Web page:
And methane production presumes the ability to identify large hydrate deposits something scientists are only now discovering. As part of a National Oceanic and Atmospheric Administration (NOAA)-sponsored multi-university research team aboard the RV Atlantis last autumn, Ruppel helped explore an area off the South Carolina coast known as the Blake Ridge. There, researchers found hydrates just above the ocean floor and filmed the formation of a hydrate cluster from a methane bubble. Through such explorations, scientists hope to learn more about where to find deposits of gas hydrates without widespread drilling.
Later this year, Ruppel along with Assistant Professor Daniel Lizarralde from the School of Earth and Atmospheric Sciences and colleagues from Rice University and Scripps Institute of Oceanography will explore hydrates in the Gulf of Mexico as part of a project sponsored by the National Science Foundation.
"We will be trying to measure heat, the volume of methane coming out, and the rate that fluid is flowing from the sea floor," she explains. "This information may give us a good handle on what's going on deeper in the sediments and how to predict the location of the gas hydrates."
Continuous chemical monitoring underwater
Boris Mizaikoff specializes in underwater optical sensing. An assistant professor in the School of Chemistry and Biochemistry, he and his colleagues have developed a compact sensing system able to continuously measure organic compounds deep beneath the ocean surface.
Known as Spectroscopy using Chemical sensors for Undersea Based Applications (S.C.U.B.A.), the system uses a chemically modified fiber-optic sensor connected to a Fourier transform infrared (FTIR) spectrometer operating within a cylindrical pressure vessel less than a meter long. The special polymer coating on the optical fiber reversibly absorbs organic compounds from the water. An infrared light source excites the absorbed molecules via the evanescent field guided outside the fiber, whose absorptions are analyzed by the FTIR. This produces qualitative and quantitative measures of compounds present.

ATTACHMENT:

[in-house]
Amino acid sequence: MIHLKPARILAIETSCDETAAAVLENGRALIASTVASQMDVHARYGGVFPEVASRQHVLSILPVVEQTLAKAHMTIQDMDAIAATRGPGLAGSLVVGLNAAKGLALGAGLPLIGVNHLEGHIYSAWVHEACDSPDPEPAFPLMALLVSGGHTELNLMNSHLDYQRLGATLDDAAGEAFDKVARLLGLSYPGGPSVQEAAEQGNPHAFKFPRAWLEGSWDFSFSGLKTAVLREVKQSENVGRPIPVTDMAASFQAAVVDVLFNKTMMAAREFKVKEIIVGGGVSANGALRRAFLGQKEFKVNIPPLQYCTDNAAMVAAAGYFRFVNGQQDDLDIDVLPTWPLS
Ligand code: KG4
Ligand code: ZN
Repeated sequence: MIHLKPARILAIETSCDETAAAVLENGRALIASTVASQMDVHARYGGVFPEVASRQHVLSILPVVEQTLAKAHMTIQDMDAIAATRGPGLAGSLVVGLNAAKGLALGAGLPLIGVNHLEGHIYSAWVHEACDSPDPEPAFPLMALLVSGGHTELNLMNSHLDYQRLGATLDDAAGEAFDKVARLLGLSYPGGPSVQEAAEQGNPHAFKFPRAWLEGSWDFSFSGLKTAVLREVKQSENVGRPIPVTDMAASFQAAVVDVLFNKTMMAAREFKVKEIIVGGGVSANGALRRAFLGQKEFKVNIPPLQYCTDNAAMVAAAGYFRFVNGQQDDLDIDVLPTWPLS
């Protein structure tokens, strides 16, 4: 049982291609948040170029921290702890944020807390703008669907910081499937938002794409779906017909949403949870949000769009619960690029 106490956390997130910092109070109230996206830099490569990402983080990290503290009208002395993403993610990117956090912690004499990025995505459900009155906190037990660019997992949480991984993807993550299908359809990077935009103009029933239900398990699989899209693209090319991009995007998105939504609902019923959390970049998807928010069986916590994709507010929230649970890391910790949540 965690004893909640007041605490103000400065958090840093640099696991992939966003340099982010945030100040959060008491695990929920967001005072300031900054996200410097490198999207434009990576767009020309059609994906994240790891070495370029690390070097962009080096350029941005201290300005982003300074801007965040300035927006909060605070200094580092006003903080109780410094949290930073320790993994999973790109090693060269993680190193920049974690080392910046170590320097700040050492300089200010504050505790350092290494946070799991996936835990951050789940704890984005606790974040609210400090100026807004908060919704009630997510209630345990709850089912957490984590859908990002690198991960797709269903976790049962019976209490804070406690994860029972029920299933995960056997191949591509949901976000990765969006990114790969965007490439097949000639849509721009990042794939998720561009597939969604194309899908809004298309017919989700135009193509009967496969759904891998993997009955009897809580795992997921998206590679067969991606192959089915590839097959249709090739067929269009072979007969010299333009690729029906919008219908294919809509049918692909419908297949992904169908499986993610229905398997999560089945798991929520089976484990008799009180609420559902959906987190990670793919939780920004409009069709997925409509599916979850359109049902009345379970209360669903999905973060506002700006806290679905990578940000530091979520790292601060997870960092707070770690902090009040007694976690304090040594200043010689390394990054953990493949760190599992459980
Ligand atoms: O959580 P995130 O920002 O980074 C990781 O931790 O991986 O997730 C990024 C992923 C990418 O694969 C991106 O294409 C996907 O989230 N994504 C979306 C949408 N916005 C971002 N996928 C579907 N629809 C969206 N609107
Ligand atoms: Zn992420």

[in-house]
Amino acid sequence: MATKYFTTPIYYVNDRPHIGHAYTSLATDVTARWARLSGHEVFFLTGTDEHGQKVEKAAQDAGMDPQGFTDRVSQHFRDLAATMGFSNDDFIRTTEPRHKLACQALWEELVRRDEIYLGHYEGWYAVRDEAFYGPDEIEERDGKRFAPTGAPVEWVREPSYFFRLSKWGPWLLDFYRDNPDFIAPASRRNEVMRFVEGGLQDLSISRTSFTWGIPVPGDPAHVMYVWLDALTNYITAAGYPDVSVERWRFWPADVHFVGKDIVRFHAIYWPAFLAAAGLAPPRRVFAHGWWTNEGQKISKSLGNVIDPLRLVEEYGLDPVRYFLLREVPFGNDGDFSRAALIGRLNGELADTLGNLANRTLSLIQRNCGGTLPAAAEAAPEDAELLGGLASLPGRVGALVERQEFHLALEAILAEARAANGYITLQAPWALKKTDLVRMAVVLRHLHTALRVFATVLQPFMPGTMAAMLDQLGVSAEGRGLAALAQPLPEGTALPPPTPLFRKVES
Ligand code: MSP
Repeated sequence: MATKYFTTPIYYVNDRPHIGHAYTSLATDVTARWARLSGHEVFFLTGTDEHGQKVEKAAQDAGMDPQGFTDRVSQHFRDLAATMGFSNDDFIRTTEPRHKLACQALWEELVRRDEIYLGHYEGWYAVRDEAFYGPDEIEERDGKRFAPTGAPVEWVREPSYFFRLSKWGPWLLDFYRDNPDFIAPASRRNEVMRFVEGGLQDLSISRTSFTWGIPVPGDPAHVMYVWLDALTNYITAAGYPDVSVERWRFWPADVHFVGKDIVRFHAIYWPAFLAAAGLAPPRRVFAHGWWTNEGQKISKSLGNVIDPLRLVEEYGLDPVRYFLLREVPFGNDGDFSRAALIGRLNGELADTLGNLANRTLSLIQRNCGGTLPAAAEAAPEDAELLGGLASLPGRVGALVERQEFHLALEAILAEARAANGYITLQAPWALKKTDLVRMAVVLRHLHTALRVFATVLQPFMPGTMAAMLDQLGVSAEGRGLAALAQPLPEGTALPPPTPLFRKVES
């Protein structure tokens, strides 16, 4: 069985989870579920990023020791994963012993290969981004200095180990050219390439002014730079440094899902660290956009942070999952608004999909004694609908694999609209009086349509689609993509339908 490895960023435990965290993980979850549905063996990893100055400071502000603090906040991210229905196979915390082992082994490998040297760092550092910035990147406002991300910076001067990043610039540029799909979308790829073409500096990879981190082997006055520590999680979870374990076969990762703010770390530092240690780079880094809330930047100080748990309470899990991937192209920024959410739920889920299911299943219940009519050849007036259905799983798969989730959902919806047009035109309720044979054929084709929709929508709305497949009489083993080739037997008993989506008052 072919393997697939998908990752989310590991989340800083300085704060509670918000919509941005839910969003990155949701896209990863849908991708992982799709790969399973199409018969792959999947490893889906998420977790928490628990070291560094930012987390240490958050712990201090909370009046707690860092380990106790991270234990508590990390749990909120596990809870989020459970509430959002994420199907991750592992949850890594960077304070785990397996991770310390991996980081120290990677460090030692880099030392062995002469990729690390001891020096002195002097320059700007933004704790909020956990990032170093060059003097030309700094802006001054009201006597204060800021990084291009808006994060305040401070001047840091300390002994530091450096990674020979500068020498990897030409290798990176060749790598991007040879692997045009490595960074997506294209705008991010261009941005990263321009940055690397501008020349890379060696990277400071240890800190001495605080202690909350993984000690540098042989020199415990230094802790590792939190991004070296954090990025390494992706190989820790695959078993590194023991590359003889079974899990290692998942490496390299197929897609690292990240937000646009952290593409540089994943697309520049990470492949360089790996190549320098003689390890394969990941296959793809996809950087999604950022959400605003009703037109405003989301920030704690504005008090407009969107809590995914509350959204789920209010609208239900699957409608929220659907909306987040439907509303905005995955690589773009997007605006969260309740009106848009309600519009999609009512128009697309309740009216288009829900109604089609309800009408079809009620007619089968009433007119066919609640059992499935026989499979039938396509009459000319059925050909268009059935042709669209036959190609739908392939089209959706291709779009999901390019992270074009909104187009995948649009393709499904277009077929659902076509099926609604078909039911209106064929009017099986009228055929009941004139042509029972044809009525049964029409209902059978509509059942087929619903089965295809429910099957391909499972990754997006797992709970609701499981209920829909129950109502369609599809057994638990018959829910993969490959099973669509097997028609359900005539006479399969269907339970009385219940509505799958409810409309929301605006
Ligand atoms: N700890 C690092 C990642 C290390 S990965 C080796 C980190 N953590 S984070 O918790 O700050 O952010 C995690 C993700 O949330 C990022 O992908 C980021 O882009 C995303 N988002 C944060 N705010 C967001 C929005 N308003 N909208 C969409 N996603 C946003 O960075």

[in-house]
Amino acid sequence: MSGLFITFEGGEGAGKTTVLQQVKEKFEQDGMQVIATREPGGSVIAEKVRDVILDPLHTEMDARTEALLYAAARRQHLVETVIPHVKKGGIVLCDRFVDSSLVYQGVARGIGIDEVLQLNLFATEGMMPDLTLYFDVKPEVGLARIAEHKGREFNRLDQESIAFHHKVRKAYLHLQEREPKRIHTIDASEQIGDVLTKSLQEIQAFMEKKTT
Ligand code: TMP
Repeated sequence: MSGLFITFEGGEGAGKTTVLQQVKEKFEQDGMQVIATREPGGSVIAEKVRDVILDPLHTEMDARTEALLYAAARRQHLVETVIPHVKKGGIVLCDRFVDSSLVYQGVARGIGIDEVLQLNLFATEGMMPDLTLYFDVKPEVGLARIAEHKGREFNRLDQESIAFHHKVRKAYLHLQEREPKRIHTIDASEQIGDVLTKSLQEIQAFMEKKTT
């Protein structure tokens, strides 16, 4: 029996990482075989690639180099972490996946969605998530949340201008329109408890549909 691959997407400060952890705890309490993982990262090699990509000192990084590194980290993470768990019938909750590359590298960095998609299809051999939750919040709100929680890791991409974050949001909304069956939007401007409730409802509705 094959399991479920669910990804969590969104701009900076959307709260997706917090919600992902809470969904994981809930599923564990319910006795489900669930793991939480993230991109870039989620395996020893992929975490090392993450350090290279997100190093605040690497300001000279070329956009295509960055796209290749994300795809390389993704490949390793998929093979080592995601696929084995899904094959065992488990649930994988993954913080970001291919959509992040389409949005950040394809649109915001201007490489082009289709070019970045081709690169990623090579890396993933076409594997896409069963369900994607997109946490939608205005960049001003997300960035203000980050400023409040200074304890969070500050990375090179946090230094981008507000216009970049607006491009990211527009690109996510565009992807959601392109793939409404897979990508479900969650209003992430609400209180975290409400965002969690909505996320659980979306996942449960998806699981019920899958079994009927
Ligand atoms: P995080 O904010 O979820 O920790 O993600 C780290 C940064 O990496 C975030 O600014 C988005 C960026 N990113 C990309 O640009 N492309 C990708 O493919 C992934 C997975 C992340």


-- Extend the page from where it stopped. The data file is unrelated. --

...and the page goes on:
"Rather than taking a sample, bringing it to the lab and putting it into a spectrometer, we want to bring the measurement device to the sample so we can do in-situ analysis," Mizaikoff explains. "That allows us to do these measurements continuously and under fairly harsh conditions."
S.C.U.B.A. has already shown its ability to measure a range of organic compounds, including hydrocarbons and chlorinated hydrocarbons. With support from the U.S. Department of Energy through the University of Mississippi, Mizaikoff and his colleagues are developing an optical sensor system that will allow accurate methane measurement.
Growing and studying hydrates in the lab
Scientists lack a clear understanding of how gas hydrates form in sediments and how their formation affects the stability of the ocean floor.
Carlos Santamarina, a professor in the School of Civil and Environmental Engineering, hopes to provide answers by growing gas hydrates in "dirty systems," that is, at mineral surfaces and within different types of soils.
This map, modified from one published by the U.S. Geological Survey, shows the distribution of known gas hydrate deposits. Most gas hydrates occur in marine sediments on continental margins. (300-dpi JPEG version - 619k)